Trump and Biden on the biggest climate question: What kind of energy transition lies ahead?

A historic energy transition is here: Coal is dying and oil will soon follow. How we manage this change is critical

By Carl Pope
October 29, 2020 10:00AM (UTC)
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Donald Trump and Joe Biden (Photo illustration by Salon/Getty Images)

Last week's final presidential debate ended with a revealing split between Donald Trump and Joe Biden on climate policy. But most of the media coverage is missing the real story, because the media ignores what is already happening in the economics of the energy sector.

Biden was clear that he isn't going to ban fracking or shut down the oil industry. He mentioned ending new drilling on public lands and shutting down subsidies for coal, oil and gas. And he said we would transition away from oil —that it would take decades, but that we need to replace fossil fuels with renewables because of the climate threat. He mentioned some of the tools he'd use to speed the transition: funding 50,000 EV charging stations and beginning the retrofitting of leaky, polluting buildings. 

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Trump, as he did in 2016, offered himself as a successful King Canute, and implied he had stopped the tide and effectively shut down the transition away from coal and oil. (Canute knew better — one wonders if Trump has a clue.) He pointed to his withdrawal from the Paris agreement as having saved tens of trillions of dollars. (Fact check: We haven't actually withdrawn ,and won't until Nov. 4.)  Trump said Biden's plan would cost $100 trillion, an entirely made up statistic. He proclaimed that he had "saved" the oil industry, and that as a result, "They're making a tremendous amount of money."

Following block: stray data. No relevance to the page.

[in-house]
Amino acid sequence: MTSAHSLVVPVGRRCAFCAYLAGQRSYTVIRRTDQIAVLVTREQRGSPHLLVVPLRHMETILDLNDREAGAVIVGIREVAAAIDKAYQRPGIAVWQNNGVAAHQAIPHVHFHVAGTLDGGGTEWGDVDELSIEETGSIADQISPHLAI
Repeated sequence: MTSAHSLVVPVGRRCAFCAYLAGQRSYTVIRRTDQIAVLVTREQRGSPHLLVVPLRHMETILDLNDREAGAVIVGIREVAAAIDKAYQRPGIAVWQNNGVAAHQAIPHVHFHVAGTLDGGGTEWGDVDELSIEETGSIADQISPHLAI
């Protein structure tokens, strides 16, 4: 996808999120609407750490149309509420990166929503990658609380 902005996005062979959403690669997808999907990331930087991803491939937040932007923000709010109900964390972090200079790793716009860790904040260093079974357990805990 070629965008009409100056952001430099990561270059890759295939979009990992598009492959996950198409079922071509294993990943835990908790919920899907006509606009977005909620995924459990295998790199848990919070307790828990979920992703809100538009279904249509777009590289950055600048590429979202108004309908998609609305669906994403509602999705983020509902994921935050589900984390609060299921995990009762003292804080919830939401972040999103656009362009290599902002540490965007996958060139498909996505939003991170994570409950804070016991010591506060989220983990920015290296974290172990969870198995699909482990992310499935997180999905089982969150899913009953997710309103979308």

In reality, Biden and Trump's policies would take the U.S. energy sector in very different places — but not in the ways the debate, or media coverage of the debate, might imply.